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The year farming embraced social media

Love them or loathe them, there is no escaping the fact sites like Facebook and Twitter are now a part of the UK’s social fabric

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Farming has embraced the power of social media along with the rest of the world #socialfarming

When social media and farming became one #farming #modernfarmer

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More than half of Britons now use Twitter and/or Facebook, with increasing usage driven by the growth of smartphones and tablets such as iPads which enable quick and easy access virtually anywhere.

 

For some, these sites remain an irrelevance, the domain of dull celebrity, inane ‘banter’ and scurrilous unfounded rumour.

 

But for others, including increasing numbers within the farming community, they are now seen as an essential means of sharing knowledge and information and keeping pace with events. They are also a way of having a ‘voice’, communicating with the wider public and campaigning on key issues.

 

A minority of farmers have always embraced the communication opportunities provided by the internet and a core have been active on Twitter and Facebook for a while. But, at the start of this year, the concept of social media in farming circles could be described as ‘niche’.

A few weeks in the summer changed all that.

Campaign

The successful campaign for fairer milk prices took its name from the #sosdairy ‘hashtag’ used to bring people with an interest in what was happening with milk prices and protests together on Twitter.

 

After the initial shock at price cuts announced in July and the extraordinary attendance at emergency meetings arranged at short notice by the NFU, the campaign was largely driven by social media.

 

NFU vice-president Adam Quinney (@ACQuinney) described the use of the site during the campaign as being ‘like jungle drums’.

 

The NFU and Farmers For Action mobilised supporters for meetings and demonstrations by posting details on Facebook and Twitter. Those supporting the campaign were able to share views, experiences and photos from those events, as well as learning instantly how the supply chain was responding.

 

Farmers were also able to communicate their strength of feeling and the key messages to the media, customers, politicians and processors and retailers, all under #sosdairy banner. Some of the NFU campaign posters naming and shaming retailers were ‘shared’ thousands of times on social networking sites.

 

Mr Quinney said: “Twitter is very powerful because it is short, to the point and speedy. As phones are getting more capable and easier to use, it’s instant, it’s in your pocket.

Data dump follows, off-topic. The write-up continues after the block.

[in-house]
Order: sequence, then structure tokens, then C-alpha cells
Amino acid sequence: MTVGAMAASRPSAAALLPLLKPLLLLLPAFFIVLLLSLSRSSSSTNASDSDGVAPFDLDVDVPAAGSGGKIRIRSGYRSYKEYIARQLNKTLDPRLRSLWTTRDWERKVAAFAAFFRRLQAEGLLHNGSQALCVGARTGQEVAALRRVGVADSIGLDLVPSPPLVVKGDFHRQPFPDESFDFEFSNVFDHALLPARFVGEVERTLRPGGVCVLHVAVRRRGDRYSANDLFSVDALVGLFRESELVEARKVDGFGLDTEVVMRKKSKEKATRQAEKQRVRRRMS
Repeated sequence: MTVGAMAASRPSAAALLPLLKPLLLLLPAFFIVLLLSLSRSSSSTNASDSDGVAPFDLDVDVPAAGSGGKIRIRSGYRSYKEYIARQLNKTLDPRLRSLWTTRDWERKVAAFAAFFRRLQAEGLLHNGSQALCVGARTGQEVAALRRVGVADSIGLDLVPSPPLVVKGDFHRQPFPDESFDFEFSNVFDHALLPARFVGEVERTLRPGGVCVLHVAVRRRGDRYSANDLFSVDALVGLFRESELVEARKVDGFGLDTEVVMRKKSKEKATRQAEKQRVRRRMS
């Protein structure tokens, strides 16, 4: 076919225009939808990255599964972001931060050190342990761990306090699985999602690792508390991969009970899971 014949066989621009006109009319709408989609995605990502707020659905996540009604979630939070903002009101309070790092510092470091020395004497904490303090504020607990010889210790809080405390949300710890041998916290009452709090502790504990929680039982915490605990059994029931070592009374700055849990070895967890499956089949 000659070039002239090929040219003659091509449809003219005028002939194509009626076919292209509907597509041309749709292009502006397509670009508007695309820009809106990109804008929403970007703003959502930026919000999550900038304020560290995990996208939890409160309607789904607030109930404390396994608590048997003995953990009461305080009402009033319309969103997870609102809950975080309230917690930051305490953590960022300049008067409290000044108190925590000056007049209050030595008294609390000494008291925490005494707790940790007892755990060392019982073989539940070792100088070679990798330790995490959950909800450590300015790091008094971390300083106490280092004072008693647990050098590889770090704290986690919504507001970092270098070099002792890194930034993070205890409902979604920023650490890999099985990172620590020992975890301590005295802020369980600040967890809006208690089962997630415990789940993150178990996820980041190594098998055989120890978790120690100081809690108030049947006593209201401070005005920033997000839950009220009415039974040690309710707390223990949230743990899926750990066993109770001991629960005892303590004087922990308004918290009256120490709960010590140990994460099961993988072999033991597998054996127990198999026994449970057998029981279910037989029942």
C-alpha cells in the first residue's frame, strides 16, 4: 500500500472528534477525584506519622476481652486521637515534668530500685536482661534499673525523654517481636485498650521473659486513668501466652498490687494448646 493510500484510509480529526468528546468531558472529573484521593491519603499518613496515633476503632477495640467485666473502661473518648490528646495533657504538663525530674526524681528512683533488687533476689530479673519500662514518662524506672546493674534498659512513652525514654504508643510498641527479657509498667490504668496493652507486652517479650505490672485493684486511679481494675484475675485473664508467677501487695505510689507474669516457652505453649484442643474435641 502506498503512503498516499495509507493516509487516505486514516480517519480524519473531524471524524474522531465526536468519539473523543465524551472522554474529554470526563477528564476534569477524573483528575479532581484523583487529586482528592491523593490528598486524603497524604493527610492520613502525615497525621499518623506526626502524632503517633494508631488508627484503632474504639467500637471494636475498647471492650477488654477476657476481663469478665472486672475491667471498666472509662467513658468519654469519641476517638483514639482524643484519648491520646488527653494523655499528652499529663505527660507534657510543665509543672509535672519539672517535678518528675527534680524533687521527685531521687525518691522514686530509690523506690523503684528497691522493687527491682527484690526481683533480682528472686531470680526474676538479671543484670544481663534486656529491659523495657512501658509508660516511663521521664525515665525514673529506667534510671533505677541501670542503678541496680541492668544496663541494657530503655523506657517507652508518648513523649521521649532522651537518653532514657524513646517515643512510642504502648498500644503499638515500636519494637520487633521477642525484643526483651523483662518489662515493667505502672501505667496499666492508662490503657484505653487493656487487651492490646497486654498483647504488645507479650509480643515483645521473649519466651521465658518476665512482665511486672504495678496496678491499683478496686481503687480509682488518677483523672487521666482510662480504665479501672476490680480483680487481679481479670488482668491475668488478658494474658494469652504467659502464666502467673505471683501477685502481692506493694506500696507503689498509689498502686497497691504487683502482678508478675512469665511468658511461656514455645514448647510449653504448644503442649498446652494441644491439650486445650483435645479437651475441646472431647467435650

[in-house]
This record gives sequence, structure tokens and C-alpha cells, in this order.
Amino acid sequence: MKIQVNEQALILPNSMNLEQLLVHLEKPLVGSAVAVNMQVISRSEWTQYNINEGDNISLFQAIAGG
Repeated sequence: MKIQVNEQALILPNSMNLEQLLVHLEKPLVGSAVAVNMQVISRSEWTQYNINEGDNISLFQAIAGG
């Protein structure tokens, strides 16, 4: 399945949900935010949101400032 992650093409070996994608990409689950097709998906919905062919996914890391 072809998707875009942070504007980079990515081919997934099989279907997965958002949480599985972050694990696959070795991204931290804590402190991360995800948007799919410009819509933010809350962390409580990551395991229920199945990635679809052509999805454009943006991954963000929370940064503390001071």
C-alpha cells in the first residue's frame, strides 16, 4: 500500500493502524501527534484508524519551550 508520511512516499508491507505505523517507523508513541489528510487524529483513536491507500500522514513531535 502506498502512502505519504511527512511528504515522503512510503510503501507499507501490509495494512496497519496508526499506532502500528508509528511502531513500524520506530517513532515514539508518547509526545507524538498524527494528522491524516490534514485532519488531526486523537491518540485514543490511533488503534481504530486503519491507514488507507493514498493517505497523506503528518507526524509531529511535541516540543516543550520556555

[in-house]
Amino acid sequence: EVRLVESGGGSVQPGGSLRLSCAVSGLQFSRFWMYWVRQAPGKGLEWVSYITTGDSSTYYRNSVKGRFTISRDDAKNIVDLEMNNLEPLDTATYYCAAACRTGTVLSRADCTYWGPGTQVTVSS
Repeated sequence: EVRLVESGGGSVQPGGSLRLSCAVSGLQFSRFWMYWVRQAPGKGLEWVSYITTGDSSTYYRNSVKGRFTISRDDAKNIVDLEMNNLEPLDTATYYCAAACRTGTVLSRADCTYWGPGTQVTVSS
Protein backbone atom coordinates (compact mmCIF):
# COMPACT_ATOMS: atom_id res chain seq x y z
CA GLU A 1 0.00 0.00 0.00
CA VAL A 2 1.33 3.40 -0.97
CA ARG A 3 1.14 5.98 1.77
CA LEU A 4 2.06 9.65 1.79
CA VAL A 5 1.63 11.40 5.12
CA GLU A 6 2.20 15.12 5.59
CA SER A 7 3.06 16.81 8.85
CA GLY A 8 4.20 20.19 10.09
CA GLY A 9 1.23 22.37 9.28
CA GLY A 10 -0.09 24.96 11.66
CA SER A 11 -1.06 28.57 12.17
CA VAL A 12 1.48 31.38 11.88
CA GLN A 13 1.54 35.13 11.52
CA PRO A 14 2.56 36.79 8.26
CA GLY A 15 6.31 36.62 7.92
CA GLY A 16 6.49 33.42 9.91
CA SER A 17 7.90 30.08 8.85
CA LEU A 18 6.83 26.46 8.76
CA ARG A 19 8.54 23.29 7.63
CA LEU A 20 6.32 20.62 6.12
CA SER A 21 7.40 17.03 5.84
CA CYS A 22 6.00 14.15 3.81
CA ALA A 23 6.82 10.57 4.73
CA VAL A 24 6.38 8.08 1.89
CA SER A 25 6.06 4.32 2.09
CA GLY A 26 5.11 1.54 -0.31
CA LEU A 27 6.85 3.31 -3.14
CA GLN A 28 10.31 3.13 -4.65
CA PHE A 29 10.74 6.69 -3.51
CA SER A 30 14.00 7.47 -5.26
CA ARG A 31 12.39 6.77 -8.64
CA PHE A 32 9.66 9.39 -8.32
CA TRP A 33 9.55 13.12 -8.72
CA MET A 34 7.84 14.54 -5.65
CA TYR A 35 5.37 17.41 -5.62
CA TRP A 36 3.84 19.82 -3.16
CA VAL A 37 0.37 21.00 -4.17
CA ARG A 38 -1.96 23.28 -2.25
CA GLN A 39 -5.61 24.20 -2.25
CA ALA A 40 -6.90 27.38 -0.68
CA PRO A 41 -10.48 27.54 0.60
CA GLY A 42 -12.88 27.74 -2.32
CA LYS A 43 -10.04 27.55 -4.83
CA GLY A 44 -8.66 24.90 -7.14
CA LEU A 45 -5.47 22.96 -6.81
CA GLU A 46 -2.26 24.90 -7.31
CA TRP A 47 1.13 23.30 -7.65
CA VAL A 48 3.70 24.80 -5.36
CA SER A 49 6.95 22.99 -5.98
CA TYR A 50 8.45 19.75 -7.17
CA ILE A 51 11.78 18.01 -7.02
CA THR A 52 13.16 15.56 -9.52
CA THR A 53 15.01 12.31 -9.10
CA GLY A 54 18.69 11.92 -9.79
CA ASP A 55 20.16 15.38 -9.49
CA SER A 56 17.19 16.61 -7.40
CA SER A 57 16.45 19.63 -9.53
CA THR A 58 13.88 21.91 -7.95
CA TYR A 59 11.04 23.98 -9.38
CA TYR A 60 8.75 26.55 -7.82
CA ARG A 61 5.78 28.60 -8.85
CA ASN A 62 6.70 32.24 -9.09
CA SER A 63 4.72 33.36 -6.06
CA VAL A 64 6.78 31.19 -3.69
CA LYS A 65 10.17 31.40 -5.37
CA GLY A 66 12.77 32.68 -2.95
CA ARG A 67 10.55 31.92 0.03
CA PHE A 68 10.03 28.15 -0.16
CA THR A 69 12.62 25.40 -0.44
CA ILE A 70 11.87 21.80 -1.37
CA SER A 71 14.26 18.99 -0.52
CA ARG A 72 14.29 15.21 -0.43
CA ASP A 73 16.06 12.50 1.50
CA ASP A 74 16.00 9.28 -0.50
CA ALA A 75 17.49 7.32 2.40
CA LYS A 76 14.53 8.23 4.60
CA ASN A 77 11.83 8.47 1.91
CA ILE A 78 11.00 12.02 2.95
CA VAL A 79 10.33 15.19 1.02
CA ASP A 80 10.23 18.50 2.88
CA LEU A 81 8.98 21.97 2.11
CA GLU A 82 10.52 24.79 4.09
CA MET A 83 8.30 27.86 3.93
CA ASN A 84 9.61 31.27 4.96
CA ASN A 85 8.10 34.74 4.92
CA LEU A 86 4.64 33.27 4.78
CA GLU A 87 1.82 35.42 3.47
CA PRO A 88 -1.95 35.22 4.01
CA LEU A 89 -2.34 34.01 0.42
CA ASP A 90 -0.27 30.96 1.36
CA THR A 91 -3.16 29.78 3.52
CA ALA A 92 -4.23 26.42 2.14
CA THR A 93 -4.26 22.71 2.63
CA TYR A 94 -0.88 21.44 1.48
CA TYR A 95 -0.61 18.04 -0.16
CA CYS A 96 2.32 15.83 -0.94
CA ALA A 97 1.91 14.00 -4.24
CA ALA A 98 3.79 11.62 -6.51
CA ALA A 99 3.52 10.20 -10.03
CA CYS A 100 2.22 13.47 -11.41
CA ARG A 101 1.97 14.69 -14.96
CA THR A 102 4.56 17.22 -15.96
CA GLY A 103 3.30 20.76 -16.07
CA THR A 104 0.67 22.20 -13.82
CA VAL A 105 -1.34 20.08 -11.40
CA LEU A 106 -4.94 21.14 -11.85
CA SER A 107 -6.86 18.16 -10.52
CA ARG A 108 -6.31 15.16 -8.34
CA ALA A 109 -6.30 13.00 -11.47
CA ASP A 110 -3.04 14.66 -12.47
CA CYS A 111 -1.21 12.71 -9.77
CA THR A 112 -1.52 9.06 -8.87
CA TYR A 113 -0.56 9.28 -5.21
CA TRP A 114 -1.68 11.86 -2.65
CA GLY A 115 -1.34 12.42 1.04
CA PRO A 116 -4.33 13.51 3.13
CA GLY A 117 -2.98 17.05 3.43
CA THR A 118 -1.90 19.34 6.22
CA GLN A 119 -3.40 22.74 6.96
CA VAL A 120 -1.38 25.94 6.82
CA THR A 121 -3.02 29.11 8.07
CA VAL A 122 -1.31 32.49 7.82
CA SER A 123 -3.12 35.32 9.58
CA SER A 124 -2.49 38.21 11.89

“Farmers had a voice all the way through. Simply being able to share photographs of a demonstration or of a farmer milking a cow at 4am said more than 1,000 words.

 

“There is no doubt retailers and processors were watching what was going on.”

 

Twitter has played a big part in other farming debates of 2012, notably the planned English badger cull and the controversy surrounding live exports.

 

Mr Quinney acknowledged this can be frustrating when arguments, for example over TB vaccination, are taken out of context but said, when used well, Twitter also provides a forum for both sides to share information and see the other point of view.

 

But he said, while uptake on Twitter is increasing, there is plenty of scope for more farmers to get involved. “We are really encouraging farmers to get involved with Twitter. The software is so easy to use. You can teach yourself in 30 seconds,” he said.

 

About Twitter

  • Twitter is a ‘micro blogging’ website which allows users to ‘tweet’ comments of up to 140 characters, including links to websites and pictures, which can be viewed by their ‘followers’
  • The UK is the fourth biggest user of Twitter, with 10 million ‘active users’
  • 80 per cent of UK users read or write tweets via mobile devices
  • Twitter still lags behind Facebook, which has 25m active accounts in the UK
  • To sign up, simply go the website www.twitter.com and follow the simple registration procedure

How the #sosdairy campaign unfolded on Twitter – a selection of some of the thousands of tweets

2day FFA call milk processors to reinstate price cuts since 1/4.Deadline 1/8 to do so o/wise notify retailers milk supply will be disrupted.

@FARMERS4ACTION July 4

 

How do you make a small profit from dairying? Start with a big one. Black humour on way to London #sosdairy event

@AlistairDriver July 11

 

Venue holds 2,500. Now full and still people queueing outside. #sosdairy

@AlistairDriver July 11

 

@NFUtweets Go for it BIG style Meurig, Adam and Mansel. Give em hell #NFU at the #sosdairy event

‏@JonathanBrant1 July 11

 

Dave Handley going down an absolute storm. Message is: ‘Cancel your holidays from start of August.’ No excuses… cue massive roar #sosdairy

‏@AlistairDriver July 11

 

Big boos for JP [Jim Paice] after he asks farmers if they have done everything they can to reduce costs. He persists regardless #sosmilk

@AlistairDriver July 11

 

No milk to be had in Morrison’s. Picket line obviously working. Big respect to the dairy farmers #sosmilk

@HBPR July 20

 

“We’ll be out again tonight. And probably Sunday, too.” FFA’s Andrew Hemming tells FG this is just the start. #sosdairy

@AlistairDriver July 20

 

Breaking #sosdairy news. Pressure tells – Asda goes to 29.5ppl, 5ppl above the Arla base price

@AlistairDriver July 21

 

STOP PRESS All D/Crest protests called off immediately, after talks am with D/Crest. S/ment to follow. All energy now on rest C U all 2nite

@FARMERS4ACTION July 26

 

“All three Wiseman Dairies shut Scotland Market Drayton shut Droitwich shut 2 to go!”

@FARMERS4ACTION July 26

 

Now Wiseman moves. Full house #sosdairy

@AlistairDriver July 27

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